Little Boy Billy

Fo’c’sle Song, Forebitter


There were three men of Bristol City,
There were three men of Bristol City,
They stole a ship and went to sea,
They stole a ship and went to sea.

There was Gorging Jack and Guzzling Jimmy,
And also Little Boy Billee

They stole a tin of captain’s biscuits,
And one large bottle of whiskey.

But when they reached the broad Atlantic,
They had nothing left but one split pea.

Said Gorging Jack to Guzzling Jimmy,
“We’ve naught to eat – let’s eat Billee.”

“O Little Boy Billee, we’re going to kill and eat yur.
“So undo the top button of your little chemie (1).”

“O may I say my catechism,
“That my dear mother taught to me?”

But when he reached the Eleventh Commandment,
He cried “Yo Ho for land I see!”

“I see Jerusalem and Madagascar,
“And North and South Amerikee”

“I see the British fleet at anchor,
“And our Lord Nelson, K.C.B. (2).”

They hung Gorging Jack and Guzzling Jimmy,
But they made an admiral of Little Boy Billee.


image of album cover for Bounding Main Lost at Sea - click for more info about the album

Song Notes

Rob Roberts sings this on Sea Songs & Shanties (Saydisc CD-SDL 405), taken from an earlier Folktracks release from recordings curated by Peter Kennedy between 1950-1960.  In the liner notes Kennedy relates, “I think the words were probably translated and adapted by the poet William Thackeray from a French folk song, possibly from Le Petit Navire (The Little Corvettes), ‘C’etat un pe-petit navire – qui ja-jamais navigue – ah oui – ah oui.’  Bob and I both learned the tune from Henry Trefusis of Trefusis, Falmouth in Cornwall.”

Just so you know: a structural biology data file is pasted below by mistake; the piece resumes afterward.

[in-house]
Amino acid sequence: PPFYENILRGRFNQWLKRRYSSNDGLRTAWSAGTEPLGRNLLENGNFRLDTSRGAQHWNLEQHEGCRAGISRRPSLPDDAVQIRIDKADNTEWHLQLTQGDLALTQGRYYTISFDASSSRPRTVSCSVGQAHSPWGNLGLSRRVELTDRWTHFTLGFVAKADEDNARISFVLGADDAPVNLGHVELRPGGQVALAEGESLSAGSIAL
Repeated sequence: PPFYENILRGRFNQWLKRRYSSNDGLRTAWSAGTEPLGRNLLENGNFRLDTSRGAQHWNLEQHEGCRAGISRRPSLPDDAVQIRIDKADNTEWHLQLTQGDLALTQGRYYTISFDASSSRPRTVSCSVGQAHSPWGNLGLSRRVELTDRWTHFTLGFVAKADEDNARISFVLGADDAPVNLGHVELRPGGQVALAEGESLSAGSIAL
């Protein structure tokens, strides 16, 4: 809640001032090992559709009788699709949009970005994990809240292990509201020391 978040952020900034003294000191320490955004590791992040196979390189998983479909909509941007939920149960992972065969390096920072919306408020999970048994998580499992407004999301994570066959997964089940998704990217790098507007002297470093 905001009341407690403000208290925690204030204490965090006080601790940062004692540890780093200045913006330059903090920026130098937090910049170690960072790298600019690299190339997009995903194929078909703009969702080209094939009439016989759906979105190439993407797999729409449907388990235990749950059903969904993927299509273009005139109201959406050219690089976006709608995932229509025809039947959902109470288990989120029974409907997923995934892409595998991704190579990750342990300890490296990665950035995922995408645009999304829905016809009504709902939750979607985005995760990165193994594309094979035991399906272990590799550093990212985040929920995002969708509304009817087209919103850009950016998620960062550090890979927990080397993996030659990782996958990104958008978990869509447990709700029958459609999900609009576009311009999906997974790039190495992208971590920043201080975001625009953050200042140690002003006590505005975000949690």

Bounding Main picked up this song from the CD mentioned above.  It is not often performed on the maritime music circuit that we have seen, but it was well liked among our Bounding Mainiacs fans.

1 chemise
a loose shirt-like undergarment. Also called: shift
[ETYMOLOGY: 14th Century: from Old French: shirt, from Late Latin camisa, perhaps of Celtic origin]
(Gorging Jack wanted it unbuttoned to more neatly slit Little Boy Billy’s throat.)

abbrev. for Knight Commander of the Bath (a Brit. title)

Originally created by Henry IV in 1399 as the senior order of knighthood, and revived by George I in 1725 with one division (military) and class, as the most important order of chivalry conferred on commoners. Enlarged 1815 to include military and civil divisions with three classes (GCB only in civil). Further enlarged 1847 to allow all classes in civil division. Wikipedia has a comprehensive article on the subject.